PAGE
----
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Some people have a thing for heights. They are daredevils who enjoy scaling mountains, cliffs, skyscrapers, and even communication towers. They skydive, parasail, wingwalk, and bungee jump. All stomach-clenching, high altitude places give them unparalleled buzz.

And then there are the people who feel the need to take themselves away from society for one reason or another. Preferably somewhere near the peak of places normally inaccessible by anyone else. They are committed to staying so high up that their preoccupation takes a huge chunk of their lives.

Like this 47-year-old Filipino man who lived atop a coconut tree for three years.

Gilbert Sanchez from the town of La Paz in Agusan del Sur, Philippines climbed a 60-foot-tall coconut tree back in 2014. He loved his perch so much that he refused to come back down.

In fact, he would have stayed up there among the palm fronds and coconuts for the rest of his life had authorities not evacuated him by force for his own safety. His mother revealed 2014 was a pivotal point for Gilbert. He got into a fight with someone who pistol-whipped him upside the head.

Which likely scrambled his brains.

Source: Patch

Perhaps fearing his life would eventually end via gunshot, the still concussed Gilbert scrambled up the tallest tree he could find and refused to leave his “safehouse.”

“No bullet can reach me up here.”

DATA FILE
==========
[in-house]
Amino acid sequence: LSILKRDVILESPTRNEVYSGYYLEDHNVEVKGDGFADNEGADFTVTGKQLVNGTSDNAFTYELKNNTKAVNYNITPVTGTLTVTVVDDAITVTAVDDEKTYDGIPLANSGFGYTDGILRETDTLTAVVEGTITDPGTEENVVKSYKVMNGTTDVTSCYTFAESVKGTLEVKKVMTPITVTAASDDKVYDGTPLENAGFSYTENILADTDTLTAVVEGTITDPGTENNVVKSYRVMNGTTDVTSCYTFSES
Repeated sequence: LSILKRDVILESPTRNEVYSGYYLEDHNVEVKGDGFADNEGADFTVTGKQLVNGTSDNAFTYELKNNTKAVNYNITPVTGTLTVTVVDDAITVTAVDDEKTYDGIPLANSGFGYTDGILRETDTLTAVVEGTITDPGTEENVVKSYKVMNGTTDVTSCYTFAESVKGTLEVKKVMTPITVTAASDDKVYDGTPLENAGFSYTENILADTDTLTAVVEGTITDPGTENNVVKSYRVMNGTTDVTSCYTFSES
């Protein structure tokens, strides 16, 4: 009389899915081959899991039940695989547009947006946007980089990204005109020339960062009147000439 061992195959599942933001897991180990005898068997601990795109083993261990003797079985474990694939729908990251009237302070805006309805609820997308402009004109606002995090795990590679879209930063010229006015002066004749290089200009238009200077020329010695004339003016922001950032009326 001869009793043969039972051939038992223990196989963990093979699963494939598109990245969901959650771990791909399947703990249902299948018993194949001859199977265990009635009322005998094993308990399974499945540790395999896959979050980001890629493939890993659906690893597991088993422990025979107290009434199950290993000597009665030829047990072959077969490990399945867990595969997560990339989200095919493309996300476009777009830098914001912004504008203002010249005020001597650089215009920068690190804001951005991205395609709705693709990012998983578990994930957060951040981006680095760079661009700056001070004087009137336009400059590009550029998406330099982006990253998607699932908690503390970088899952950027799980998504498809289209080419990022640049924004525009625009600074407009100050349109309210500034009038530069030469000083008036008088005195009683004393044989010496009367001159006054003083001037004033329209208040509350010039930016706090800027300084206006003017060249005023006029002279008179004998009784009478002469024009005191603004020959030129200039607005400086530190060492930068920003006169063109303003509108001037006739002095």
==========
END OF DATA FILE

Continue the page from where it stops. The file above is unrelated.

Source: Inquirer

Not even in the middle of raging typhoons during monsoon season, or the scorching tropical summers. Not even when bitten by large red ants, mosquitoes, and the occasional coconut crab.

For the last three years, his anguished mother brought him food, water, clothes and cigarettes which Gilbert would haul up with a rope. She pleaded with him to come down to at least take a bath, but he steadfastly dismissed her entreaties. So each day, she’d holler up into the coconuts, and Gilbert would toss his rope down, Rapunzel-style.

Various family members tried their luck to get their errant relative off his lofty perch, often with varying degrees of failure.

“One time, I asked him to come down,” his brother Aldrin told KMJS Exclusives.

“He said ‘Be quiet, I won’t go down. Someone would kill me if I do.’”

A widower whose wife died giving birth to their youngest daughter 14 years prior to the tree-climbing incident, Gilbert kept to his tree even as his mother yelled up at him that she was getting too old to take care of his kids.

Everyone in La Paz knew of their local man-in-the-tree, but only until a small article about Gilbert went viral did major news outlets send film crews to catch Agusan del Sur’s coconut climber.

Waiting patiently for a Gilbert sighting.

Widespread media coverage convinced authorities to do something definite about getting their three-year palm tree resident back down on solid ground. They assembled a team of 50 people who first began by trying to wheedle Gilbert into releasing his vise grip on the top of the trunk.

“Come jump, Gilbert. We prepared a nice trampoline just for you.”

When that didn’t work, they hauled out a chainsaw and started cutting the blameless coconut tree whose only fault was housing a poor, addlepated man for three years.

It was touch and go on the tree-cutting, and there was a danger Gilbert would have plummeted to his death.

But they finally brought him down and were taken aback at the hermit whose feet finally found terra firma.

Gilbert’s body was a mess of insect bites and blisters. His spine had deformed from his three years crouched among the coconut fronds, and some of his muscles had begun to atrophy.

The greatest damage, however, was to his mind. Unfortunately, that would be the most difficult affliction to fix now that Gilbert is deemed safely rescued.

Find out more about Gilbert’s story here.

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